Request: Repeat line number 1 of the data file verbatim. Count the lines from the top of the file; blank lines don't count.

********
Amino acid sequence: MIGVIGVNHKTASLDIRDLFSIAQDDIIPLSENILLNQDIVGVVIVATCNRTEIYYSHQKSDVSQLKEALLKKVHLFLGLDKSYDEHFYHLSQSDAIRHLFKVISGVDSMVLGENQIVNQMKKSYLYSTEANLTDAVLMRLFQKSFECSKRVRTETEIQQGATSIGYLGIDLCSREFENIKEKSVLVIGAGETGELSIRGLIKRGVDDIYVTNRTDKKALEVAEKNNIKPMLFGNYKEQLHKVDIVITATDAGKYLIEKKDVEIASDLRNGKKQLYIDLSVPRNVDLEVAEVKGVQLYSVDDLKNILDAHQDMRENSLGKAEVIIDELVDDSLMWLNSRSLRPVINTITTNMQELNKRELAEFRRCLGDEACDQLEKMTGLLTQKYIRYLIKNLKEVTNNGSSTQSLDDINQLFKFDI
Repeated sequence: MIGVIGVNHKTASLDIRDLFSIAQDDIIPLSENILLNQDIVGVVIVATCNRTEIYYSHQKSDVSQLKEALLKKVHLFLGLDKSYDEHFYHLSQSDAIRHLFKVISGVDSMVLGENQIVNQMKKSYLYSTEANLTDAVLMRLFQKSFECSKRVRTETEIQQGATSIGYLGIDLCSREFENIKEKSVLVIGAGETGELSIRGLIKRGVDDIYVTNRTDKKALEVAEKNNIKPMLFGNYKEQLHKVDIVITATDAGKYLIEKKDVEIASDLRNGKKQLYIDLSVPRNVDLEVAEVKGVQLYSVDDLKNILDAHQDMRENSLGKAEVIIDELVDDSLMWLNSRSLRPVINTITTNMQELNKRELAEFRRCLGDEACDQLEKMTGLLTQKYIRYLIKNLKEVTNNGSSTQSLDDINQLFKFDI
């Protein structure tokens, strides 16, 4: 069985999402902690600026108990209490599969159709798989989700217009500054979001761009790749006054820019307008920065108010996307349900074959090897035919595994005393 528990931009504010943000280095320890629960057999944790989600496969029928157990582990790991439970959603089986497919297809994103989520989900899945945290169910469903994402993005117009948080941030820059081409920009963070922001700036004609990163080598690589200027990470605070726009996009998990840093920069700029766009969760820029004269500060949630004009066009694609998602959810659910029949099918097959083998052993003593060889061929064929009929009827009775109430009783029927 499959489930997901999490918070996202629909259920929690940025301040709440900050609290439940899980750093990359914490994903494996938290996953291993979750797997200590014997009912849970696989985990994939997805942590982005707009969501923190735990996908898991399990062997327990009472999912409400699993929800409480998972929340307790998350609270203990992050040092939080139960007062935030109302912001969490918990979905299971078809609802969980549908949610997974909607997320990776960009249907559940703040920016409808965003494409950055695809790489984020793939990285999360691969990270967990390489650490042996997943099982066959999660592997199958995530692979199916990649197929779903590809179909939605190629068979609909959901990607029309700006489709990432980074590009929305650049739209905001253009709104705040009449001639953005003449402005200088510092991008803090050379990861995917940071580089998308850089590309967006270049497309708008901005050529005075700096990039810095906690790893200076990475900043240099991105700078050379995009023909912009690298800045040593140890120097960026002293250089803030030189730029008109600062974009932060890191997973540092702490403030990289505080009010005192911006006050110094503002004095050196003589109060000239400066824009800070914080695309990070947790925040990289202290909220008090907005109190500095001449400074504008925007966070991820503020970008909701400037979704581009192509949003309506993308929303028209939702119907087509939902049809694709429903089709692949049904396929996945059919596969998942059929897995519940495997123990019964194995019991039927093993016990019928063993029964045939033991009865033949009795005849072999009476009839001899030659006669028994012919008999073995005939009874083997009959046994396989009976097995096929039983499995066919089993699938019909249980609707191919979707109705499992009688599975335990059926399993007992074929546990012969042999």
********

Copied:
Amino acid sequence: MIGVIGVNHKTASLDIRDLFSIAQDDIIPLSENILLNQDIVGVVIVATCNRTEIYYSHQKSDVSQLKEALLKKVHLFLGLDKSYDEHFYHLSQSDAIRHLFKVISGVDSMVLGENQIVNQMKKSYLYSTEANLTDAVLMRLFQKSFECSKRVRTETEIQQGATSIGYLGIDLCSREFENIKEKSVLVIGAGETGELSIRGLIKRGVDDIYVTNRTDKKALEVAEKNNIKPMLFGNYKEQLHKVDIVITATDAGKYLIEKKDVEIASDLRNGKKQLYIDLSVPRNVDLEVAEVKGVQLYSVDDLKNILDAHQDMRENSLGKAEVIIDELVDDSLMWLNSRSLRPVINTITTNMQELNKRELAEFRRCLGDEACDQLEKMTGLLTQKYIRYLIKNLKEVTNNGSSTQSLDDINQLFKFDI